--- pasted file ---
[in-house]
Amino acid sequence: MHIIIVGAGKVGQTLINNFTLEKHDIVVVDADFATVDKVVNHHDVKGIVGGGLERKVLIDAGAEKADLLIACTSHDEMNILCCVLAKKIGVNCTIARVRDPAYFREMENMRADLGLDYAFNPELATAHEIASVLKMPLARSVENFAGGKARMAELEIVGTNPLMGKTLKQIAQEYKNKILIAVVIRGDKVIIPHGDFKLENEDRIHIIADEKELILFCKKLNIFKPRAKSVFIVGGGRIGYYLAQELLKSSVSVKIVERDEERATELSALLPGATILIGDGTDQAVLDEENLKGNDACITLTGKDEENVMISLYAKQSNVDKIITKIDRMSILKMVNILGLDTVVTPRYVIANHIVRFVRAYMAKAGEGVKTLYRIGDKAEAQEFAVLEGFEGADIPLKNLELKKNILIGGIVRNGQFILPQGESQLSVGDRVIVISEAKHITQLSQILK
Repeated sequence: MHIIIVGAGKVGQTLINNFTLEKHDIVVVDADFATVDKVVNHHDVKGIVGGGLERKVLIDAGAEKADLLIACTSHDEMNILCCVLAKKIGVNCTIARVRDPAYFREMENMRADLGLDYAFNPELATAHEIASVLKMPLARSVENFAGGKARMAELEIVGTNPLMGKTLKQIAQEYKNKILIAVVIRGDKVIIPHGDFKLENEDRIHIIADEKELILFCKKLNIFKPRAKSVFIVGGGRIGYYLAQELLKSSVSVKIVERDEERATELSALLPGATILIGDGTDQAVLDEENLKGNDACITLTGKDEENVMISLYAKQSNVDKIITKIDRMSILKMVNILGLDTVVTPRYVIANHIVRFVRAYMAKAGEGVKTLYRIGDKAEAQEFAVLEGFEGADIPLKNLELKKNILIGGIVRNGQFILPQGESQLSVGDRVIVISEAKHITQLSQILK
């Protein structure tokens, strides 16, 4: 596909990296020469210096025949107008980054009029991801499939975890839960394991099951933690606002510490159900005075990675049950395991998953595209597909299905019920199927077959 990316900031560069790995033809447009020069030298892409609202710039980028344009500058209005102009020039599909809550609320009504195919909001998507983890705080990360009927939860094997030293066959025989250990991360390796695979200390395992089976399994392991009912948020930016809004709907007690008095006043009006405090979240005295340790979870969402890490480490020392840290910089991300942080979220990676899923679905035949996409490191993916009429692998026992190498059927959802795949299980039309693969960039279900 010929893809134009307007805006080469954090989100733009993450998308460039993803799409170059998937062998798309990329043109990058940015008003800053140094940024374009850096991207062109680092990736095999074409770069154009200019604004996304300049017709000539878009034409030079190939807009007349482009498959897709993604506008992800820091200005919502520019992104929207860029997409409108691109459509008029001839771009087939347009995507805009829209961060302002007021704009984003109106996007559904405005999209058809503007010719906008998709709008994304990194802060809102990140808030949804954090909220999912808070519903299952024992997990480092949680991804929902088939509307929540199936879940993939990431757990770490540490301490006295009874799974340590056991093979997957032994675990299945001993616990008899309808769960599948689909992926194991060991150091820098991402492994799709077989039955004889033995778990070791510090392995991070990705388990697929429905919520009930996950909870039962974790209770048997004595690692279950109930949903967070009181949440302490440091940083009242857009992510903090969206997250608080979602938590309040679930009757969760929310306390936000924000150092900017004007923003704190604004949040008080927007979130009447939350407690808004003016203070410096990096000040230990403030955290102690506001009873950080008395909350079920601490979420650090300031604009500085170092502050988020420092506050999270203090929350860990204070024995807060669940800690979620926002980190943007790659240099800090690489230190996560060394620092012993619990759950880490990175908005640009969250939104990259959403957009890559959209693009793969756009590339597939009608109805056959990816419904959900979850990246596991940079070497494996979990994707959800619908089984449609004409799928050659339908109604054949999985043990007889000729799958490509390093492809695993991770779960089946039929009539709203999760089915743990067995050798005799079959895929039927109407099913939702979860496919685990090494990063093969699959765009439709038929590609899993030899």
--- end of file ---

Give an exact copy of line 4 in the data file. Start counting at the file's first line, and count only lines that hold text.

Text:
């Protein structure tokens, strides 16, 4: 596909990296020469210096025949107008980054009029991801499939975890839960394991099951933690606002510490159900005075990675049950395991998953595209597909299905019920199927077959 990316900031560069790995033809447009020069030298892409609202710039980028344009500058209005102009020039599909809550609320009504195919909001998507983890705080990360009927939860094997030293066959025989250990991360390796695979200390395992089976399994392991009912948020930016809004709907007690008095006043009006405090979240005295340790979870969402890490480490020392840290910089991300942080979220990676899923679905035949996409490191993916009429692998026992190498059927959802795949299980039309693969960039279900 010929893809134009307007805006080469954090989100733009993450998308460039993803799409170059998937062998798309990329043109990058940015008003800053140094940024374009850096991207062109680092990736095999074409770069154009200019604004996304300049017709000539878009034409030079190939807009007349482009498959897709993604506008992800820091200005919502520019992104929207860029997409409108691109459509008029001839771009087939347009995507805009829209961060302002007021704009984003109106996007559904405005999209058809503007010719906008998709709008994304990194802060809102990140808030949804954090909220999912808070519903299952024992997990480092949680991804929902088939509307929540199936879940993939990431757990770490540490301490006295009874799974340590056991093979997957032994675990299945001993616990008899309808769960599948689909992926194991060991150091820098991402492994799709077989039955004889033995778990070791510090392995991070990705388990697929429905919520009930996950909870039962974790209770048997004595690692279950109930949903967070009181949440302490440091940083009242857009992510903090969206997250608080979602938590309040679930009757969760929310306390936000924000150092900017004007923003704190604004949040008080927007979130009447939350407690808004003016203070410096990096000040230990403030955290102690506001009873950080008395909350079920601490979420650090300031604009500085170092502050988020420092506050999270203090929350860990204070024995807060669940800690979620926002980190943007790659240099800090690489230190996560060394620092012993619990759950880490990175908005640009969250939104990259959403957009890559959209693009793969756009590339597939009608109805056959990816419904959900979850990246596991940079070497494996979990994707959800619908089984449609004409799928050659339908109604054949999985043990007889000729799958490509390093492809695993991770779960089946039929009539709203999760089915743990067995050798005799079959895929039927109407099913939702979860496919685990090494990063093969699959765009439709038929590609899993030899």